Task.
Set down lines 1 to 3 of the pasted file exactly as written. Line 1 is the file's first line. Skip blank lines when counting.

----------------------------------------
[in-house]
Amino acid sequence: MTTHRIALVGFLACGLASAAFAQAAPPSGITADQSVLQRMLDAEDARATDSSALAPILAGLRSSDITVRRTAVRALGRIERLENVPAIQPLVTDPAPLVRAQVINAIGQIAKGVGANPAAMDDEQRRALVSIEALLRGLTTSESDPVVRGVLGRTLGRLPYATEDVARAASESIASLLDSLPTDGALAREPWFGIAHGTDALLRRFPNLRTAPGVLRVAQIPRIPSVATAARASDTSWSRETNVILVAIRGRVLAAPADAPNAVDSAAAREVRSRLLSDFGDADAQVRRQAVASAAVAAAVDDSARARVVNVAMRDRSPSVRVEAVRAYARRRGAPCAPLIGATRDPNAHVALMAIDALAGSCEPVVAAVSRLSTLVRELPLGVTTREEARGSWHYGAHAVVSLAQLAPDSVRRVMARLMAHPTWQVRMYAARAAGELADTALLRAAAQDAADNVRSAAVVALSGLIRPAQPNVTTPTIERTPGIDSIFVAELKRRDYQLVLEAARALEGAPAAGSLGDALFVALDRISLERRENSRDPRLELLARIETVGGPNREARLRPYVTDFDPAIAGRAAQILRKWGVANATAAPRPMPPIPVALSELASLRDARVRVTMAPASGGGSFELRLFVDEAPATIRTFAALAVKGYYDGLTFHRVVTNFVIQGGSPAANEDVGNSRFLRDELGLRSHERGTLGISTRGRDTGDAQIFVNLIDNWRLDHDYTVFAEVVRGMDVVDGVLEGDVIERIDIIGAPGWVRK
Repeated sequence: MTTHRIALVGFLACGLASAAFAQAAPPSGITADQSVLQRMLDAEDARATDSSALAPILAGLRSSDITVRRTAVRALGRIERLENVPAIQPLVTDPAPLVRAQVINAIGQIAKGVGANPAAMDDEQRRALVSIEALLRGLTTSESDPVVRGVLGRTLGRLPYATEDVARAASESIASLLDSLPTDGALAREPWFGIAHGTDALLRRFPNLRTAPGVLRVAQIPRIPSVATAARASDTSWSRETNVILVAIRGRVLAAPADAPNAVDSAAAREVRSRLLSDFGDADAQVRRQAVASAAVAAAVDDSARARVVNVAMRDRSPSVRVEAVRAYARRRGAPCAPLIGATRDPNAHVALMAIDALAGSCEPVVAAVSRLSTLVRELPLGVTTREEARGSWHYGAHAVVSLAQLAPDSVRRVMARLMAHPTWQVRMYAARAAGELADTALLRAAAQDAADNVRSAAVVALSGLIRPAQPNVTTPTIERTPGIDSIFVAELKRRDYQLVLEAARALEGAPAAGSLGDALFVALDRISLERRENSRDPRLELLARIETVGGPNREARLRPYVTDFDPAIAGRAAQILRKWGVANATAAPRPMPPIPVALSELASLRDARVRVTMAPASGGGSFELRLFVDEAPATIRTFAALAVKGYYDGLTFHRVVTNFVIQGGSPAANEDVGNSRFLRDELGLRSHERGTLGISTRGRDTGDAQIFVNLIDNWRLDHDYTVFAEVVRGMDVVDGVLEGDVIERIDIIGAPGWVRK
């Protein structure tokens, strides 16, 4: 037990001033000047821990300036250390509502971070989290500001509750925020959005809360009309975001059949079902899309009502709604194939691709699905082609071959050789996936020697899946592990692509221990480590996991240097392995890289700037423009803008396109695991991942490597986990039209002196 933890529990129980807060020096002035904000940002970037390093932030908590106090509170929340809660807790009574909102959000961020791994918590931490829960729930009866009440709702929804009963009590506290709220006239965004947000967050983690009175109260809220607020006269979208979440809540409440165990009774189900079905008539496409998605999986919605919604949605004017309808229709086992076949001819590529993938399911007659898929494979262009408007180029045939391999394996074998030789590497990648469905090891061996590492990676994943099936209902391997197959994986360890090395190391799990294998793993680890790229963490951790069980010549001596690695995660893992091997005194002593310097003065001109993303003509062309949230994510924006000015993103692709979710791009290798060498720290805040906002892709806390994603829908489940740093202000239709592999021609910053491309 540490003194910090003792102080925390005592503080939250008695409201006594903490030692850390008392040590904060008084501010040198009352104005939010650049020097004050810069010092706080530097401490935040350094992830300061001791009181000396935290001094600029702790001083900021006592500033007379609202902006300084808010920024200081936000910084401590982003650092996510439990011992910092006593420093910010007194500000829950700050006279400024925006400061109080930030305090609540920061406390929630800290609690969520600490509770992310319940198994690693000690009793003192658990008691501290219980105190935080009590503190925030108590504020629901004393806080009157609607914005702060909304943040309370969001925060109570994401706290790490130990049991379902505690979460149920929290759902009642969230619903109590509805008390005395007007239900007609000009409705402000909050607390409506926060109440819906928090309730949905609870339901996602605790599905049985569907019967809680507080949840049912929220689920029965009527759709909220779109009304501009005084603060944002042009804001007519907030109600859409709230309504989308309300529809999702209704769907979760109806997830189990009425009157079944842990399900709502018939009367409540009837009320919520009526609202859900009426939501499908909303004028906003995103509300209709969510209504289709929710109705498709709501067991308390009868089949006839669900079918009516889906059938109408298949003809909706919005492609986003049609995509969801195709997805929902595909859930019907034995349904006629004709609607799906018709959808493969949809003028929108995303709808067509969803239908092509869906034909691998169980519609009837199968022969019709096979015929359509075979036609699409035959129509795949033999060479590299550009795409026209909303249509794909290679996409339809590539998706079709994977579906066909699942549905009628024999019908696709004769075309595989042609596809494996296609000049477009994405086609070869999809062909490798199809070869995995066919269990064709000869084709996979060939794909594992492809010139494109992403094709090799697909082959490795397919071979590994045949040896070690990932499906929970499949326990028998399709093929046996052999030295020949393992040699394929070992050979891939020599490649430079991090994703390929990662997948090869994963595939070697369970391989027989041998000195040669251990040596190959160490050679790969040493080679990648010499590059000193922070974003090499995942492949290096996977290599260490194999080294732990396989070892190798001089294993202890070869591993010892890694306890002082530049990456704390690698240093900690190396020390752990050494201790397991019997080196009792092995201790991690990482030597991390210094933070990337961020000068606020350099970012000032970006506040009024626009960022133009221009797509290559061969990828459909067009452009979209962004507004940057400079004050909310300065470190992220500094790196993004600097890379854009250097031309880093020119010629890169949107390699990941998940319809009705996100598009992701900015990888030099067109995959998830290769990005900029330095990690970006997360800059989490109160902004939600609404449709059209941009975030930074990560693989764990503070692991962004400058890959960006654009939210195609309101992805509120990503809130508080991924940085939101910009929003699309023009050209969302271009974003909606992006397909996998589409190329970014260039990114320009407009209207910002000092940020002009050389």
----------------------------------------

[in-house]
Amino acid sequence: MTTHRIALVGFLACGLASAAFAQAAPPSGITADQSVLQRMLDAEDARATDSSALAPILAGLRSSDITVRRTAVRALGRIERLENVPAIQPLVTDPAPLVRAQVINAIGQIAKGVGANPAAMDDEQRRALVSIEALLRGLTTSESDPVVRGVLGRTLGRLPYATEDVARAASESIASLLDSLPTDGALAREPWFGIAHGTDALLRRFPNLRTAPGVLRVAQIPRIPSVATAARASDTSWSRETNVILVAIRGRVLAAPADAPNAVDSAAAREVRSRLLSDFGDADAQVRRQAVASAAVAAAVDDSARARVVNVAMRDRSPSVRVEAVRAYARRRGAPCAPLIGATRDPNAHVALMAIDALAGSCEPVVAAVSRLSTLVRELPLGVTTREEARGSWHYGAHAVVSLAQLAPDSVRRVMARLMAHPTWQVRMYAARAAGELADTALLRAAAQDAADNVRSAAVVALSGLIRPAQPNVTTPTIERTPGIDSIFVAELKRRDYQLVLEAARALEGAPAAGSLGDALFVALDRISLERRENSRDPRLELLARIETVGGPNREARLRPYVTDFDPAIAGRAAQILRKWGVANATAAPRPMPPIPVALSELASLRDARVRVTMAPASGGGSFELRLFVDEAPATIRTFAALAVKGYYDGLTFHRVVTNFVIQGGSPAANEDVGNSRFLRDELGLRSHERGTLGISTRGRDTGDAQIFVNLIDNWRLDHDYTVFAEVVRGMDVVDGVLEGDVIERIDIIGAPGWVRK
Repeated sequence: MTTHRIALVGFLACGLASAAFAQAAPPSGITADQSVLQRMLDAEDARATDSSALAPILAGLRSSDITVRRTAVRALGRIERLENVPAIQPLVTDPAPLVRAQVINAIGQIAKGVGANPAAMDDEQRRALVSIEALLRGLTTSESDPVVRGVLGRTLGRLPYATEDVARAASESIASLLDSLPTDGALAREPWFGIAHGTDALLRRFPNLRTAPGVLRVAQIPRIPSVATAARASDTSWSRETNVILVAIRGRVLAAPADAPNAVDSAAAREVRSRLLSDFGDADAQVRRQAVASAAVAAAVDDSARARVVNVAMRDRSPSVRVEAVRAYARRRGAPCAPLIGATRDPNAHVALMAIDALAGSCEPVVAAVSRLSTLVRELPLGVTTREEARGSWHYGAHAVVSLAQLAPDSVRRVMARLMAHPTWQVRMYAARAAGELADTALLRAAAQDAADNVRSAAVVALSGLIRPAQPNVTTPTIERTPGIDSIFVAELKRRDYQLVLEAARALEGAPAAGSLGDALFVALDRISLERRENSRDPRLELLARIETVGGPNREARLRPYVTDFDPAIAGRAAQILRKWGVANATAAPRPMPPIPVALSELASLRDARVRVTMAPASGGGSFELRLFVDEAPATIRTFAALAVKGYYDGLTFHRVVTNFVIQGGSPAANEDVGNSRFLRDELGLRSHERGTLGISTRGRDTGDAQIFVNLIDNWRLDHDYTVFAEVVRGMDVVDGVLEGDVIERIDIIGAPGWVRK